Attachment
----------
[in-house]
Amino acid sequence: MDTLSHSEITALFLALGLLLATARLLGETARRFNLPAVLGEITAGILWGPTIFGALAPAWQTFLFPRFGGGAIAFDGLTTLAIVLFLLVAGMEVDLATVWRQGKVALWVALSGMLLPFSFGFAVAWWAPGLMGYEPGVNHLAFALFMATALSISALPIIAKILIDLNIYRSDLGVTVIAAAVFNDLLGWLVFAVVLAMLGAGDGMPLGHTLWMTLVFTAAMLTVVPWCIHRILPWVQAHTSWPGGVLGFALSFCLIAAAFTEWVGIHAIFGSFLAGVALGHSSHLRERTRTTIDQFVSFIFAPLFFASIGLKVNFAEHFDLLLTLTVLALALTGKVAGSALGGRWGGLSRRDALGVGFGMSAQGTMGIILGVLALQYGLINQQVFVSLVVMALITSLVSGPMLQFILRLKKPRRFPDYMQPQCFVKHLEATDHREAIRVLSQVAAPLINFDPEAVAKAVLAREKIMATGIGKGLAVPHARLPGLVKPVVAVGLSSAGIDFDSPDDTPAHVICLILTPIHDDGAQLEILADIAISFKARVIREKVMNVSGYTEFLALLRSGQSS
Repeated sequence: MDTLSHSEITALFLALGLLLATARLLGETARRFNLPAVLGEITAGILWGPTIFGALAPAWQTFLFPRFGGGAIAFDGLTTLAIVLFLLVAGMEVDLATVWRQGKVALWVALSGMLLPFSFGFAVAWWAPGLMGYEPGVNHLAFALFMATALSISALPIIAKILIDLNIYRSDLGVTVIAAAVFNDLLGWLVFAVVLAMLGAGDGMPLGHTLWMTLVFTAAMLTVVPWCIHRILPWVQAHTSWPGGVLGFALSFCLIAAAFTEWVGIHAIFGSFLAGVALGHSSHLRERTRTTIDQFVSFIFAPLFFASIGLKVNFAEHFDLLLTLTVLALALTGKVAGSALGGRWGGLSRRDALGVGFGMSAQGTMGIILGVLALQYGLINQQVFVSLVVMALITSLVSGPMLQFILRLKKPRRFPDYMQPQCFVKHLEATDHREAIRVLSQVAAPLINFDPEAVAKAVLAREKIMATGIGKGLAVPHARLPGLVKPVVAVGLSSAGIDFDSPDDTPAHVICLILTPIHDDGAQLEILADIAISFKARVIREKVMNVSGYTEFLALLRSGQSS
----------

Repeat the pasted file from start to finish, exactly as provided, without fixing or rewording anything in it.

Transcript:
[in-house]
Amino acid sequence: MDTLSHSEITALFLALGLLLATARLLGETARRFNLPAVLGEITAGILWGPTIFGALAPAWQTFLFPRFGGGAIAFDGLTTLAIVLFLLVAGMEVDLATVWRQGKVALWVALSGMLLPFSFGFAVAWWAPGLMGYEPGVNHLAFALFMATALSISALPIIAKILIDLNIYRSDLGVTVIAAAVFNDLLGWLVFAVVLAMLGAGDGMPLGHTLWMTLVFTAAMLTVVPWCIHRILPWVQAHTSWPGGVLGFALSFCLIAAAFTEWVGIHAIFGSFLAGVALGHSSHLRERTRTTIDQFVSFIFAPLFFASIGLKVNFAEHFDLLLTLTVLALALTGKVAGSALGGRWGGLSRRDALGVGFGMSAQGTMGIILGVLALQYGLINQQVFVSLVVMALITSLVSGPMLQFILRLKKPRRFPDYMQPQCFVKHLEATDHREAIRVLSQVAAPLINFDPEAVAKAVLAREKIMATGIGKGLAVPHARLPGLVKPVVAVGLSSAGIDFDSPDDTPAHVICLILTPIHDDGAQLEILADIAISFKARVIREKVMNVSGYTEFLALLRSGQSS
Repeated sequence: MDTLSHSEITALFLALGLLLATARLLGETARRFNLPAVLGEITAGILWGPTIFGALAPAWQTFLFPRFGGGAIAFDGLTTLAIVLFLLVAGMEVDLATVWRQGKVALWVALSGMLLPFSFGFAVAWWAPGLMGYEPGVNHLAFALFMATALSISALPIIAKILIDLNIYRSDLGVTVIAAAVFNDLLGWLVFAVVLAMLGAGDGMPLGHTLWMTLVFTAAMLTVVPWCIHRILPWVQAHTSWPGGVLGFALSFCLIAAAFTEWVGIHAIFGSFLAGVALGHSSHLRERTRTTIDQFVSFIFAPLFFASIGLKVNFAEHFDLLLTLTVLALALTGKVAGSALGGRWGGLSRRDALGVGFGMSAQGTMGIILGVLALQYGLINQQVFVSLVVMALITSLVSGPMLQFILRLKKPRRFPDYMQPQCFVKHLEATDHREAIRVLSQVAAPLINFDPEAVAKAVLAREKIMATGIGKGLAVPHARLPGLVKPVVAVGLSSAGIDFDSPDDTPAHVICLILTPIHDDGAQLEILADIAISFKARVIREKVMNVSGYTEFLALLRSGQSS